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  1. Beyond the Tools of the Trade: Heidegger and the Intelligibility of Everyday Things.Oren Magid - 2015 - Southern Journal of Philosophy 53 (4):450-470.
    In everyday life, we constantly encounter and deal with useful things without pausing to inquire about the sources of their intelligibility. In Div. I of Being and Time, Heidegger undertakes just such an inquiry. According to a common reading of Heidegger's analysis, the intelligibility of our everyday encounters and dealings with useful things is ultimately constituted by practical self-understandings. In this paper, I argue that while such practical self-understandings may be sufficient to constitute the intelligibility of the tools and equipment (...)
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  • Concrete Interpersonal Encounters or Sharing a Common World: Which is More Fundamental in Phenomenological Approaches to Sociality?Jo-Jo Koo - 2015 - In Thomas Szanto & Dermot Moran (eds.), The Phenomenology of Sociality: Discovering the ‘We’. Routledge Publishing. pp. 93-106.
    A central question along which phenomenological approaches to sociality or intersubjectivity have diverged concerns whether concrete interpersonal encounters or sharing a common world is more fundamental in working out an adequate phenomenology of human sociality. On one side we have philosophers such as the early Sartre, Martin Buber, Michael Theunissen, and Emmanuel Levinas, all of whom emphasize, each in his own way, the priority of some mode of interpersonal encounters (broadly construed) in determining the basic character of human coexistence. On (...)
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  • Aspectos do pensamento indicativo-formal: negação e justificação.Róbson Ramos dos Reis - 2011 - Natureza Humana 13 (1):117-133.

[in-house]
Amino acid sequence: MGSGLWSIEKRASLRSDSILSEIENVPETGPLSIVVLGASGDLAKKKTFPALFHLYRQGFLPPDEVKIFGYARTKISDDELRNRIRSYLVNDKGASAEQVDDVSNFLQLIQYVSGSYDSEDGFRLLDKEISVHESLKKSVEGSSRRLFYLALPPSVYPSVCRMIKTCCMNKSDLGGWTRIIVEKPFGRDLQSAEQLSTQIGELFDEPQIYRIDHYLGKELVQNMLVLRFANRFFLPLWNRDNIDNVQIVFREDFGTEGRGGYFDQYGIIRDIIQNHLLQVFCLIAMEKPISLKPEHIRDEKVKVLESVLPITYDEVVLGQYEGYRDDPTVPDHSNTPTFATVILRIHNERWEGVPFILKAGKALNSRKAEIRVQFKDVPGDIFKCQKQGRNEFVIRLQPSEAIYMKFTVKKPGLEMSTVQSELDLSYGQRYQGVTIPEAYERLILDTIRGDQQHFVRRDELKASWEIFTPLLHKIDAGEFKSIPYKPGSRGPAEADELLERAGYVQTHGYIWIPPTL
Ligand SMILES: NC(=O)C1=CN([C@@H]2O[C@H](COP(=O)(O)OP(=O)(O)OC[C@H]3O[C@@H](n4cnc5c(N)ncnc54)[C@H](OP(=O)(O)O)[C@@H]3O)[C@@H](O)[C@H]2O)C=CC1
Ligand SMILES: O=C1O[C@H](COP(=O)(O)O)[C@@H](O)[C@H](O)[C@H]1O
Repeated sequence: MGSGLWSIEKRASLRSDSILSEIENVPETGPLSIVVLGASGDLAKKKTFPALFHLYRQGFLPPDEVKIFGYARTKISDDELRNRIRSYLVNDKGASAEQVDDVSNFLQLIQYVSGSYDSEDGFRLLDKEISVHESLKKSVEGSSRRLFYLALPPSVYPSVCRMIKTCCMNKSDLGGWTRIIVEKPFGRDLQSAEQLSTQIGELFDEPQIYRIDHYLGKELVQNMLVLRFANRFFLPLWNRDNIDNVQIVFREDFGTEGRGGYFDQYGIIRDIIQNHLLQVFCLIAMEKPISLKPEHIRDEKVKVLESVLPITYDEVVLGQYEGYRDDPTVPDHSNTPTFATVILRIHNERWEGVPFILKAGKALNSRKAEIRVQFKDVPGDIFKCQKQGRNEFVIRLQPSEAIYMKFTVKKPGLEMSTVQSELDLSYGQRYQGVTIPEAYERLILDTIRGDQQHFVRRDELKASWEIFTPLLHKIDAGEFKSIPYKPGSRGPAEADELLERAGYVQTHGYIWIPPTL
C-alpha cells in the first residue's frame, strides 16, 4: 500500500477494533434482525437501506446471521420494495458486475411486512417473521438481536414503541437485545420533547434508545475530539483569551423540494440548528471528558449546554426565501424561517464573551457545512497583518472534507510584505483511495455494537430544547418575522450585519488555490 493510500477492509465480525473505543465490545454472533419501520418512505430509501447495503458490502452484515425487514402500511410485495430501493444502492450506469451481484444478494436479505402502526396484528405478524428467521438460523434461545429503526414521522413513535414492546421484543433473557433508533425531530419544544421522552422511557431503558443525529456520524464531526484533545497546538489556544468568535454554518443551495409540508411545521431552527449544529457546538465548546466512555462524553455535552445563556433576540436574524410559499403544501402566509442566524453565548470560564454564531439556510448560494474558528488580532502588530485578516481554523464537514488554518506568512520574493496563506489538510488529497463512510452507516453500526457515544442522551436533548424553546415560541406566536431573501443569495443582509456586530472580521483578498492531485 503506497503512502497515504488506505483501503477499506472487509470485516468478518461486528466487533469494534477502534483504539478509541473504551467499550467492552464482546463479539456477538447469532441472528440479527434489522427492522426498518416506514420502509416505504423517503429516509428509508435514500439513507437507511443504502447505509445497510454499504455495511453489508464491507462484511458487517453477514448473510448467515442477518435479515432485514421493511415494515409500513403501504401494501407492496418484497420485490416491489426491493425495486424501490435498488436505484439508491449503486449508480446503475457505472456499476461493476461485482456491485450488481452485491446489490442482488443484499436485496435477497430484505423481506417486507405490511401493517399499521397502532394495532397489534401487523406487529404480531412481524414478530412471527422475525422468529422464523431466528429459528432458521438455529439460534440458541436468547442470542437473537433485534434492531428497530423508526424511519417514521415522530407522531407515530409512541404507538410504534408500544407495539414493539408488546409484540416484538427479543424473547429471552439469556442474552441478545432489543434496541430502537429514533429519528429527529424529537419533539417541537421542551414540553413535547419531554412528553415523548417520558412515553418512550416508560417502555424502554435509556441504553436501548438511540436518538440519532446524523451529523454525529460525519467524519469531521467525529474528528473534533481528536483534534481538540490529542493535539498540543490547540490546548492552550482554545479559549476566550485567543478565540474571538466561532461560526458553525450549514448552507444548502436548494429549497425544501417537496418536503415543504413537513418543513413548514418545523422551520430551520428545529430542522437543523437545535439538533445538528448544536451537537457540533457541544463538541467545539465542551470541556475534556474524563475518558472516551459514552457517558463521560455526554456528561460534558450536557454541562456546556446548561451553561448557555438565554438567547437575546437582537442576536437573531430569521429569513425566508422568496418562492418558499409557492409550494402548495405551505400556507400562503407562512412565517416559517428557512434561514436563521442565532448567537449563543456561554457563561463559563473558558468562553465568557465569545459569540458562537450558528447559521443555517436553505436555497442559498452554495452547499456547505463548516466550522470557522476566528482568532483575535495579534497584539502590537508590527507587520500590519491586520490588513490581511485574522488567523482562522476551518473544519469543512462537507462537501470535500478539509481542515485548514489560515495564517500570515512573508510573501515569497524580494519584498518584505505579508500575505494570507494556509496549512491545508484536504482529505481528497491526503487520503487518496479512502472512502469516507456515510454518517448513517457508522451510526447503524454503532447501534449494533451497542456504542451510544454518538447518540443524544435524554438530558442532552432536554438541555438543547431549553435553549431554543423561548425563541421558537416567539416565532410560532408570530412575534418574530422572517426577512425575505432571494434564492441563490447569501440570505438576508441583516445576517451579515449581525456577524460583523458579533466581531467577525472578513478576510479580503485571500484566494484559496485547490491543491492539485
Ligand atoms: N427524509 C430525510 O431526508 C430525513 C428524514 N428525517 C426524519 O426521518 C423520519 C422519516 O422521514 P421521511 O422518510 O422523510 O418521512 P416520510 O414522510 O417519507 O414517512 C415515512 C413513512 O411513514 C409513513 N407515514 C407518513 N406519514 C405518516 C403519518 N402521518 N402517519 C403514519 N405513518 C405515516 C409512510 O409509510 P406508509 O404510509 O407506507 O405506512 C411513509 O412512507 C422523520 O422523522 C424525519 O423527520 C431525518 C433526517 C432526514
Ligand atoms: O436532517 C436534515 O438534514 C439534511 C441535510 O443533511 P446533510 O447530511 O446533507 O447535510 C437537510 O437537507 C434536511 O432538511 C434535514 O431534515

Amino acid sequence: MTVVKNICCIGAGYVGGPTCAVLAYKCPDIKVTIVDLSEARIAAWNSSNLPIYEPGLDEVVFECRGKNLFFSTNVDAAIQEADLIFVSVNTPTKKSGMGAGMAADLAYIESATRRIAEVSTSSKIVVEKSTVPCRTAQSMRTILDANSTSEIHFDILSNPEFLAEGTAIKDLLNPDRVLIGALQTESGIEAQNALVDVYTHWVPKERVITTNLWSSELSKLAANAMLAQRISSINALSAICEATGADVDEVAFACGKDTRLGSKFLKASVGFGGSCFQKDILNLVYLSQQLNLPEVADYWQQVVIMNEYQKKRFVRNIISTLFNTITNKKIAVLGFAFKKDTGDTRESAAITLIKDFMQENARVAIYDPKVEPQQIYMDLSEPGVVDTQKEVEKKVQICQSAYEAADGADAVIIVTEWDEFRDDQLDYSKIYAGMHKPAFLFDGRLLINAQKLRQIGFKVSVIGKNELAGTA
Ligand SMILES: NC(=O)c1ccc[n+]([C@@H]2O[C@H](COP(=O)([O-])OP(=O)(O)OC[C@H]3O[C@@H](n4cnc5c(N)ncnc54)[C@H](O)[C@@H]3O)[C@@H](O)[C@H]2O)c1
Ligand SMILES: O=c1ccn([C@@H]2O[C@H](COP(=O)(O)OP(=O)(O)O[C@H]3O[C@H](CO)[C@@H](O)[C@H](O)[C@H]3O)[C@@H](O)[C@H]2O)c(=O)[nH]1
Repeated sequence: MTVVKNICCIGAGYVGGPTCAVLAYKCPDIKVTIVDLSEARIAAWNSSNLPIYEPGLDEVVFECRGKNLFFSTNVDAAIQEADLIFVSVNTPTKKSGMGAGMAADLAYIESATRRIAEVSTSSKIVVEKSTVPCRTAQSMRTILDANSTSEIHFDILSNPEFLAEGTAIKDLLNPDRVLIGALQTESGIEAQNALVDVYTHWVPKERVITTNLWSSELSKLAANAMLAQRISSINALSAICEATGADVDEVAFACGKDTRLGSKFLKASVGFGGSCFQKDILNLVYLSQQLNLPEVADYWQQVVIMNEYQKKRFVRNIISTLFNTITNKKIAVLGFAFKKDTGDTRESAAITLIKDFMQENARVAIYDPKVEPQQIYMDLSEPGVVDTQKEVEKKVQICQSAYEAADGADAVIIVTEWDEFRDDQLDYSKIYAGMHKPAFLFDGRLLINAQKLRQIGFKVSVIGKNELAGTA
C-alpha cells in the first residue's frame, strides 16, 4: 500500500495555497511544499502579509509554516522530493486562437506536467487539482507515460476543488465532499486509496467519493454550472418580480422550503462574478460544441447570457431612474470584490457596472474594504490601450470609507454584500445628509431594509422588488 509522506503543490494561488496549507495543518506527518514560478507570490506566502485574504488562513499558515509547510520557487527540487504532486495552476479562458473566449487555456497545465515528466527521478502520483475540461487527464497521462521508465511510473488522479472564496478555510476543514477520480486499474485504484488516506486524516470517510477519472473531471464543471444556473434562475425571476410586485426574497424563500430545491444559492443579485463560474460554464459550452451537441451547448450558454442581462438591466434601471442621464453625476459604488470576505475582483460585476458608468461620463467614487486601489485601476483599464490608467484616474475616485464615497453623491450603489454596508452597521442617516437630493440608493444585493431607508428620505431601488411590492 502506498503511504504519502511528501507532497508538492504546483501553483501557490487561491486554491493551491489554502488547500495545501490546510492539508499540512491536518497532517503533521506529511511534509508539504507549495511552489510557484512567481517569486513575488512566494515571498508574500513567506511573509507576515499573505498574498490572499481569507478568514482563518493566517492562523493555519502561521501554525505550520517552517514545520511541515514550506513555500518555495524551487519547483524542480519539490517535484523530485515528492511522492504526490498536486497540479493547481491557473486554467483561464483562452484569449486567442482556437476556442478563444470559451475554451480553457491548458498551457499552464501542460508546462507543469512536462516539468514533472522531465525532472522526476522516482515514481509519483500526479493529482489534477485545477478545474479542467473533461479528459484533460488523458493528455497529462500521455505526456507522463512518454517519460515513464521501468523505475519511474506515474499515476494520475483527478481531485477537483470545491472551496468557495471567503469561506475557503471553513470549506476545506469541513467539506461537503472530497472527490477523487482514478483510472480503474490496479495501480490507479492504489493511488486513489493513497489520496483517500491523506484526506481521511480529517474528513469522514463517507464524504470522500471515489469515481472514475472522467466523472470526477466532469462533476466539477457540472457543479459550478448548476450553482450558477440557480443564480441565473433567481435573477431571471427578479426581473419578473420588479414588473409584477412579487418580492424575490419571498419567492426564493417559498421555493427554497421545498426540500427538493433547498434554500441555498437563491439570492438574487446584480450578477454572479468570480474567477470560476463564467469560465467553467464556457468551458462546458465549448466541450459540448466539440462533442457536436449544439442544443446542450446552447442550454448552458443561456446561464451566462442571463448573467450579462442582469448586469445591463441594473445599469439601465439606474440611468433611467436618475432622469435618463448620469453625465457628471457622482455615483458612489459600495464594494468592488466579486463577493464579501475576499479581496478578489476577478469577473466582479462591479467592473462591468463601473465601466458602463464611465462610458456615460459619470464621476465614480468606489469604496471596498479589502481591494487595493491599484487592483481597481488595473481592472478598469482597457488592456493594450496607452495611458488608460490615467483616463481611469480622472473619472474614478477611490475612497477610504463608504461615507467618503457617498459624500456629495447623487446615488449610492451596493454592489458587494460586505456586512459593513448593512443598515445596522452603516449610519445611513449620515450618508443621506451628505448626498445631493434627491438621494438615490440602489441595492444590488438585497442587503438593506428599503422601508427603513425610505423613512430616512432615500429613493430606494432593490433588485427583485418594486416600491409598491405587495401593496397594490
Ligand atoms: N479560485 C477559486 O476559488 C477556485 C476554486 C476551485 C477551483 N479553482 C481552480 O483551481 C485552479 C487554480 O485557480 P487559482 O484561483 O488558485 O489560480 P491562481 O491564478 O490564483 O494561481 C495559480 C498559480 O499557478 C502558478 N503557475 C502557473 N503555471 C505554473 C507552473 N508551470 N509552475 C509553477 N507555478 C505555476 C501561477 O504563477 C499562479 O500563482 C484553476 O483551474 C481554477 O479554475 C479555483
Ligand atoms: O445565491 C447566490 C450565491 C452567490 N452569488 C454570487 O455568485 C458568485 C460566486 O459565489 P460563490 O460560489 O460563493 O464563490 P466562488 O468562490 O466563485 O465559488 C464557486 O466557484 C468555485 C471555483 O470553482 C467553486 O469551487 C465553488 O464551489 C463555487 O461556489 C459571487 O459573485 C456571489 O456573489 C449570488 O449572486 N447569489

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  • Das Man and Distantiality in Being and Time.David Egan - 2012 - Inquiry: An Interdisciplinary Journal of Philosophy 55 (3):289-306.
    Heidegger's discussion of das Man (often translated as "the 'They'") in Being and Time is notoriously inconsistent, and raises a number of interpretative issues that have been debated in the secondary literature. This paper offers two arguments that aim to make for a consistent and charitable reading of das Man. First, unlike Dasein, das Man's way of being is not existence: das Man lacks Dasein's particularity (it offers only general norms, and cannot address Dasein's unique situation), unity (das Man is (...)
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  • Overturning Cartesianism and the Hermeneutics of Suspicion: Rethinking Dreyfus on Heidegger.Leslie MacAvoy - 2001 - Inquiry: An Interdisciplinary Journal of Philosophy 44 (4):455 – 480.
    This essay critically engages Dreyfus's widely read interpretation of Heidegger's Being and Time . It argues that Dreyfus's reading is rooted in two primary claims or interpretative principles. The first - the Cartesianism thesis - indicates that Heidegger's objective in Being and Time is to overturn Cartesianism. The second - the hermeneutics of suspicion thesis - claims that Division II is supposed to suspect and throw into question the results of the Division I analysis. These theses contribute to the view (...)
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  • Heidegger and the Source of Meaning.Charlotte Knowles - 2013 - South African Journal of Philosophy 32 (4):327-338.
    Sandra Lee Bartky criticises the account of meaning contained in Heidegger’s ontology in Being and Time. In her view, Heidegger must choose between the claim that meaning is received and the claim that it is created, but is unable to do so. This paper argues that Bartky’s criticism is misconceived, by showing that meaning, as Heidegger understands it, is necessarily both created and received. According to a number of influential commentators, the ultimate source of meaning is das Man – Heidegger’s (...)
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